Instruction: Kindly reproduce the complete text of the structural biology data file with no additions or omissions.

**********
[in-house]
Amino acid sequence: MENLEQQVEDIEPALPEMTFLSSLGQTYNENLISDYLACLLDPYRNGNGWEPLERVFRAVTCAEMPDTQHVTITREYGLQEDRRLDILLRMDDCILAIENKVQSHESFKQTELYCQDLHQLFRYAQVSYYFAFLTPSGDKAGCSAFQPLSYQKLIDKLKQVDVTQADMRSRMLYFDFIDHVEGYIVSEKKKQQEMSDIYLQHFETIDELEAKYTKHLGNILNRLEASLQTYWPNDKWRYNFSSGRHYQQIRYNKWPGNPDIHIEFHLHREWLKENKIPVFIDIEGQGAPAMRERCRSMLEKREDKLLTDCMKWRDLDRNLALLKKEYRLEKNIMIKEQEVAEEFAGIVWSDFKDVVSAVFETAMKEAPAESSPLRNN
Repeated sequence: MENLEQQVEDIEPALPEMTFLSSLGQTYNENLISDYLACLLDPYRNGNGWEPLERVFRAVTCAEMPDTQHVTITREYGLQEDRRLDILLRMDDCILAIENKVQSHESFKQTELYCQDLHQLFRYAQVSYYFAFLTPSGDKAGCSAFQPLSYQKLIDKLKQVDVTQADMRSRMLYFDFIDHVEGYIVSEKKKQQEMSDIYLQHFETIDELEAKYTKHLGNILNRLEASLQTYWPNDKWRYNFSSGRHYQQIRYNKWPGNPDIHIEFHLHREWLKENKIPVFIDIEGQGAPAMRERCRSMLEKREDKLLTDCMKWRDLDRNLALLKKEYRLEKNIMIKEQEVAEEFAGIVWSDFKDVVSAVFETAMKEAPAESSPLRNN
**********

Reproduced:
[in-house]
Amino acid sequence: MENLEQQVEDIEPALPEMTFLSSLGQTYNENLISDYLACLLDPYRNGNGWEPLERVFRAVTCAEMPDTQHVTITREYGLQEDRRLDILLRMDDCILAIENKVQSHESFKQTELYCQDLHQLFRYAQVSYYFAFLTPSGDKAGCSAFQPLSYQKLIDKLKQVDVTQADMRSRMLYFDFIDHVEGYIVSEKKKQQEMSDIYLQHFETIDELEAKYTKHLGNILNRLEASLQTYWPNDKWRYNFSSGRHYQQIRYNKWPGNPDIHIEFHLHREWLKENKIPVFIDIEGQGAPAMRERCRSMLEKREDKLLTDCMKWRDLDRNLALLKKEYRLEKNIMIKEQEVAEEFAGIVWSDFKDVVSAVFETAMKEAPAESSPLRNN
Repeated sequence: MENLEQQVEDIEPALPEMTFLSSLGQTYNENLISDYLACLLDPYRNGNGWEPLERVFRAVTCAEMPDTQHVTITREYGLQEDRRLDILLRMDDCILAIENKVQSHESFKQTELYCQDLHQLFRYAQVSYYFAFLTPSGDKAGCSAFQPLSYQKLIDKLKQVDVTQADMRSRMLYFDFIDHVEGYIVSEKKKQQEMSDIYLQHFETIDELEAKYTKHLGNILNRLEASLQTYWPNDKWRYNFSSGRHYQQIRYNKWPGNPDIHIEFHLHREWLKENKIPVFIDIEGQGAPAMRERCRSMLEKREDKLLTDCMKWRDLDRNLALLKKEYRLEKNIMIKEQEVAEEFAGIVWSDFKDVVSAVFETAMKEAPAESSPLRNN